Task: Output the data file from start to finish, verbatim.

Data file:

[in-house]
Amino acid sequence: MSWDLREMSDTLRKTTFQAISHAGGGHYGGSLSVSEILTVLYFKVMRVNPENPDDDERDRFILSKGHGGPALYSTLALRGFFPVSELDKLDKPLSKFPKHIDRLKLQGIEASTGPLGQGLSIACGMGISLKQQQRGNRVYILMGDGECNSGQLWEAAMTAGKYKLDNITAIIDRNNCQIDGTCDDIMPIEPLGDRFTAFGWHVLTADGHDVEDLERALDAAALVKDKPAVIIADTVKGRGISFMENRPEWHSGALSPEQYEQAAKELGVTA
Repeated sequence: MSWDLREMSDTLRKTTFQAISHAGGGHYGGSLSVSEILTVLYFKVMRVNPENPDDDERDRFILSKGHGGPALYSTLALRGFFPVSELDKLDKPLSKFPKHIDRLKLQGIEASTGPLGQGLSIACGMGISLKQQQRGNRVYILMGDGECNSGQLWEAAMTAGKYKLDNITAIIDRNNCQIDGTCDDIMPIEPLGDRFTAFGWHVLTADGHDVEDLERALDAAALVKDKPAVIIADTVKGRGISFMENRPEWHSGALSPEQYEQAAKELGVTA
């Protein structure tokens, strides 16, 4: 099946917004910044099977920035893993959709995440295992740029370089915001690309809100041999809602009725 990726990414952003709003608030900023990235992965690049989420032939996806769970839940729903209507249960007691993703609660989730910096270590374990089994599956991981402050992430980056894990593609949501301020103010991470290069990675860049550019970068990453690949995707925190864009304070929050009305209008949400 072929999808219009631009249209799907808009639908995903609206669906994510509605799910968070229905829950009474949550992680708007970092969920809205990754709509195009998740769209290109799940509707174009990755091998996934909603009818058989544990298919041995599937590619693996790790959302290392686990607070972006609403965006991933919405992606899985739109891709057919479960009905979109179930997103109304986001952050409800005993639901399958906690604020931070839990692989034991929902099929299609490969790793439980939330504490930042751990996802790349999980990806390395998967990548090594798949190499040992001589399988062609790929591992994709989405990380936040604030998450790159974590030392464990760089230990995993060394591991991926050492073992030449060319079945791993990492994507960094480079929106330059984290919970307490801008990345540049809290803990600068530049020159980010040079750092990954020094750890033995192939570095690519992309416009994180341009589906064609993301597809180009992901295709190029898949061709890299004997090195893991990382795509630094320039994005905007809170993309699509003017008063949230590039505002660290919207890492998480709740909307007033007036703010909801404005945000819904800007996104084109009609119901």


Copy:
[in-house]
Amino acid sequence: MSWDLREMSDTLRKTTFQAISHAGGGHYGGSLSVSEILTVLYFKVMRVNPENPDDDERDRFILSKGHGGPALYSTLALRGFFPVSELDKLDKPLSKFPKHIDRLKLQGIEASTGPLGQGLSIACGMGISLKQQQRGNRVYILMGDGECNSGQLWEAAMTAGKYKLDNITAIIDRNNCQIDGTCDDIMPIEPLGDRFTAFGWHVLTADGHDVEDLERALDAAALVKDKPAVIIADTVKGRGISFMENRPEWHSGALSPEQYEQAAKELGVTA
Repeated sequence: MSWDLREMSDTLRKTTFQAISHAGGGHYGGSLSVSEILTVLYFKVMRVNPENPDDDERDRFILSKGHGGPALYSTLALRGFFPVSELDKLDKPLSKFPKHIDRLKLQGIEASTGPLGQGLSIACGMGISLKQQQRGNRVYILMGDGECNSGQLWEAAMTAGKYKLDNITAIIDRNNCQIDGTCDDIMPIEPLGDRFTAFGWHVLTADGHDVEDLERALDAAALVKDKPAVIIADTVKGRGISFMENRPEWHSGALSPEQYEQAAKELGVTA
């Protein structure tokens, strides 16, 4: 099946917004910044099977920035893993959709995440295992740029370089915001690309809100041999809602009725 990726990414952003709003608030900023990235992965690049989420032939996806769970839940729903209507249960007691993703609660989730910096270590374990089994599956991981402050992430980056894990593609949501301020103010991470290069990675860049550019970068990453690949995707925190864009304070929050009305209008949400 072929999808219009631009249209799907808009639908995903609206669906994510509605799910968070229905829950009474949550992680708007970092969920809205990754709509195009998740769209290109799940509707174009990755091998996934909603009818058989544990298919041995599937590619693996790790959302290392686990607070972006609403965006991933919405992606899985739109891709057919479960009905979109179930997103109304986001952050409800005993639901399958906690604020931070839990692989034991929902099929299609490969790793439980939330504490930042751990996802790349999980990806390395998967990548090594798949190499040992001589399988062609790929591992994709989405990380936040604030998450790159974590030392464990760089230990995993060394591991991926050492073992030449060319079945791993990492994507960094480079929106330059984290919970307490801008990345540049809290803990600068530049020159980010040079750092990954020094750890033995192939570095690519992309416009994180341009589906064609993301597809180009992901295709190029898949061709890299004997090195893991990382795509630094320039994005905007809170993309699509003017008063949230590039505002660290919207890492998480709740909307007033007036703010909801404005945000819904800007996104084109009609119901």